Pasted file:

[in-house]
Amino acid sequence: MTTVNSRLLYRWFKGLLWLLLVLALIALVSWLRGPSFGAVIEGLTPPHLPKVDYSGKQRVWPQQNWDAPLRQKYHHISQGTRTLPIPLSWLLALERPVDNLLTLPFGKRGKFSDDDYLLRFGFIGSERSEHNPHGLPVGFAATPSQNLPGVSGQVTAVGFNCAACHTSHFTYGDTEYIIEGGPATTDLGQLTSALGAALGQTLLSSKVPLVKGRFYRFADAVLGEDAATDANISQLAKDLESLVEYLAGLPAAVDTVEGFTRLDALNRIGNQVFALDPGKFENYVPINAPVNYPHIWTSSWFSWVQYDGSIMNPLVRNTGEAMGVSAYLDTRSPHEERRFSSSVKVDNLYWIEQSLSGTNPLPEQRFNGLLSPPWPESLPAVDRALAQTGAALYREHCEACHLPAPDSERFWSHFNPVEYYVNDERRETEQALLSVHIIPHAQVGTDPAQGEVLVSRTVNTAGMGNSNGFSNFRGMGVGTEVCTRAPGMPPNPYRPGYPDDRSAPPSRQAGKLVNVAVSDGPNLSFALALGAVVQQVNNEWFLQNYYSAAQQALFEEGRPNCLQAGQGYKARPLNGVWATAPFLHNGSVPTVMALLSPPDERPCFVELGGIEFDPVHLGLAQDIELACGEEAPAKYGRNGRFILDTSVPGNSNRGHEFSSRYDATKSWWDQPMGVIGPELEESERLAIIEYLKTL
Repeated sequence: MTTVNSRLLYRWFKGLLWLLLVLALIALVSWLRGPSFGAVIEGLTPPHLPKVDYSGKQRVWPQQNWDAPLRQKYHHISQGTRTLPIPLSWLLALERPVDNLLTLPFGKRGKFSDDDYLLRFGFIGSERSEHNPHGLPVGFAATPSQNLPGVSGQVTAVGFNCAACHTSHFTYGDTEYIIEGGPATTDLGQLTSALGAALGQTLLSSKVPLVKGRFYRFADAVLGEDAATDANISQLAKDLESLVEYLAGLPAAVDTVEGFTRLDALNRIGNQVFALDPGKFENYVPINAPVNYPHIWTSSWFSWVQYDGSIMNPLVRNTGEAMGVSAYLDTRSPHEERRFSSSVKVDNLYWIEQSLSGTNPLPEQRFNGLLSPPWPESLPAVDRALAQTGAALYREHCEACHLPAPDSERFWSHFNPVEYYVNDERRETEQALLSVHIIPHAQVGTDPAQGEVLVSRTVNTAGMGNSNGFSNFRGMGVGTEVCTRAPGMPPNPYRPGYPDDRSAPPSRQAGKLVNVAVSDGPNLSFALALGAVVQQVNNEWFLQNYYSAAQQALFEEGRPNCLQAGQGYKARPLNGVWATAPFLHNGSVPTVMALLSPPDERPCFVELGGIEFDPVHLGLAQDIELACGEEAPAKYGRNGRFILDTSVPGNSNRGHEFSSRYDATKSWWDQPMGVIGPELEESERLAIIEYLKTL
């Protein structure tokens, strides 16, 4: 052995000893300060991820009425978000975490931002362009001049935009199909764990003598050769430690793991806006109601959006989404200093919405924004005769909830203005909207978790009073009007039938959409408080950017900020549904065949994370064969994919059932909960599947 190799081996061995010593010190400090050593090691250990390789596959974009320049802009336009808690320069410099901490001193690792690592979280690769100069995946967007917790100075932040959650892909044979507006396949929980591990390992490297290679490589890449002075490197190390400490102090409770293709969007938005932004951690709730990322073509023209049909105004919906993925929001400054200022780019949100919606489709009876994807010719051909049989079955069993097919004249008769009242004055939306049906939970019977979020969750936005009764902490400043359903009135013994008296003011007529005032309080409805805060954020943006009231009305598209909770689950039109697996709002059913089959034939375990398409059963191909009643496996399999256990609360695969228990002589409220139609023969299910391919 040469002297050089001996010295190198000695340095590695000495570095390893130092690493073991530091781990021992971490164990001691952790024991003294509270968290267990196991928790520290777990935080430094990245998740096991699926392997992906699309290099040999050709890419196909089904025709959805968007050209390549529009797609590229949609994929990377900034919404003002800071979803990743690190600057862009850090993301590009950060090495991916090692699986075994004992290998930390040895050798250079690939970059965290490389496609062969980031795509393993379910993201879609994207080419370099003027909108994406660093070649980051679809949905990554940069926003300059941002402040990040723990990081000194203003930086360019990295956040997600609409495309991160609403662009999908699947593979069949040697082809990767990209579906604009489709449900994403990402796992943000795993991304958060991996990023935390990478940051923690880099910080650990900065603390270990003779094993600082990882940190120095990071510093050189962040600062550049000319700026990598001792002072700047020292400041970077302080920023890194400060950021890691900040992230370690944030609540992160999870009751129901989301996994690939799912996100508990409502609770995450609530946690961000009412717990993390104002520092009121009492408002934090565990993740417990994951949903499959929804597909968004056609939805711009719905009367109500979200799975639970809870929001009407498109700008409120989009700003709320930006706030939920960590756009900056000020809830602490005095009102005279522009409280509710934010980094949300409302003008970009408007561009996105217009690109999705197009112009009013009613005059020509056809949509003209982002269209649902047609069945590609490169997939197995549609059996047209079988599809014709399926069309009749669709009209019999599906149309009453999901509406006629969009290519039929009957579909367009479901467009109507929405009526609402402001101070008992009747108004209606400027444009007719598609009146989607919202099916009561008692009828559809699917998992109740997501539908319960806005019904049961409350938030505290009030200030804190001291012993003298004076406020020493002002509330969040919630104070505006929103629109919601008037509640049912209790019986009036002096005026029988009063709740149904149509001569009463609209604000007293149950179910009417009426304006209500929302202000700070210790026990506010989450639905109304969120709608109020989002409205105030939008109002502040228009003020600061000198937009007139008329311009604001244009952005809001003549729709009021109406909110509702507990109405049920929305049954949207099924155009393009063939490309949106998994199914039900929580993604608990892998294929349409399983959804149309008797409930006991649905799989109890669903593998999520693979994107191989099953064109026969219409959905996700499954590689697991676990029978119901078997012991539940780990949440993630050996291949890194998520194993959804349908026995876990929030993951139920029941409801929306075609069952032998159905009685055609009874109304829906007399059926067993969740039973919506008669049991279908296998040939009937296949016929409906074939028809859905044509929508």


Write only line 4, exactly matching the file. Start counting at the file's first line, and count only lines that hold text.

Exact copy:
């Protein structure tokens, strides 16, 4: 052995000893300060991820009425978000975490931002362009001049935009199909764990003598050769430690793991806006109601959006989404200093919405924004005769909830203005909207978790009073009007039938959409408080950017900020549904065949994370064969994919059932909960599947 190799081996061995010593010190400090050593090691250990390789596959974009320049802009336009808690320069410099901490001193690792690592979280690769100069995946967007917790100075932040959650892909044979507006396949929980591990390992490297290679490589890449002075490197190390400490102090409770293709969007938005932004951690709730990322073509023209049909105004919906993925929001400054200022780019949100919606489709009876994807010719051909049989079955069993097919004249008769009242004055939306049906939970019977979020969750936005009764902490400043359903009135013994008296003011007529005032309080409805805060954020943006009231009305598209909770689950039109697996709002059913089959034939375990398409059963191909009643496996399999256990609360695969228990002589409220139609023969299910391919 040469002297050089001996010295190198000695340095590695000495570095390893130092690493073991530091781990021992971490164990001691952790024991003294509270968290267990196991928790520290777990935080430094990245998740096991699926392997992906699309290099040999050709890419196909089904025709959805968007050209390549529009797609590229949609994929990377900034919404003002800071979803990743690190600057862009850090993301590009950060090495991916090692699986075994004992290998930390040895050798250079690939970059965290490389496609062969980031795509393993379910993201879609994207080419370099003027909108994406660093070649980051679809949905990554940069926003300059941002402040990040723990990081000194203003930086360019990295956040997600609409495309991160609403662009999908699947593979069949040697082809990767990209579906604009489709449900994403990402796992943000795993991304958060991996990023935390990478940051923690880099910080650990900065603390270990003779094993600082990882940190120095990071510093050189962040600062550049000319700026990598001792002072700047020292400041970077302080920023890194400060950021890691900040992230370690944030609540992160999870009751129901989301996994690939799912996100508990409502609770995450609530946690961000009412717990993390104002520092009121009492408002934090565990993740417990994951949903499959929804597909968004056609939805711009719905009367109500979200799975639970809870929001009407498109700008409120989009700003709320930006706030939920960590756009900056000020809830602490005095009102005279522009409280509710934010980094949300409302003008970009408007561009996105217009690109999705197009112009009013009613005059020509056809949509003209982002269209649902047609069945590609490169997939197995549609059996047209079988599809014709399926069309009749669709009209019999599906149309009453999901509406006629969009290519039929009957579909367009479901467009109507929405009526609402402001101070008992009747108004209606400027444009007719598609009146989607919202099916009561008692009828559809699917998992109740997501539908319960806005019904049961409350938030505290009030200030804190001291012993003298004076406020020493002002509330969040919630104070505006929103629109919601008037509640049912209790019986009036002096005026029988009063709740149904149509001569009463609209604000007293149950179910009417009426304006209500929302202000700070210790026990506010989450639905109304969120709608109020989002409205105030939008109002502040228009003020600061000198937009007139008329311009604001244009952005809001003549729709009021109406909110509702507990109405049920929305049954949207099924155009393009063939490309949106998994199914039900929580993604608990892998294929349409399983959804149309008797409930006991649905799989109890669903593998999520693979994107191989099953064109026969219409959905996700499954590689697991676990029978119901078997012991539940780990949440993630050996291949890194998520194993959804349908026995876990929030993951139920029941409801929306075609069952032998159905009685055609009874109304829906007399059926067993969740039973919506008669049991279908296998040939009937296949016929409906074939028809859905044509929508």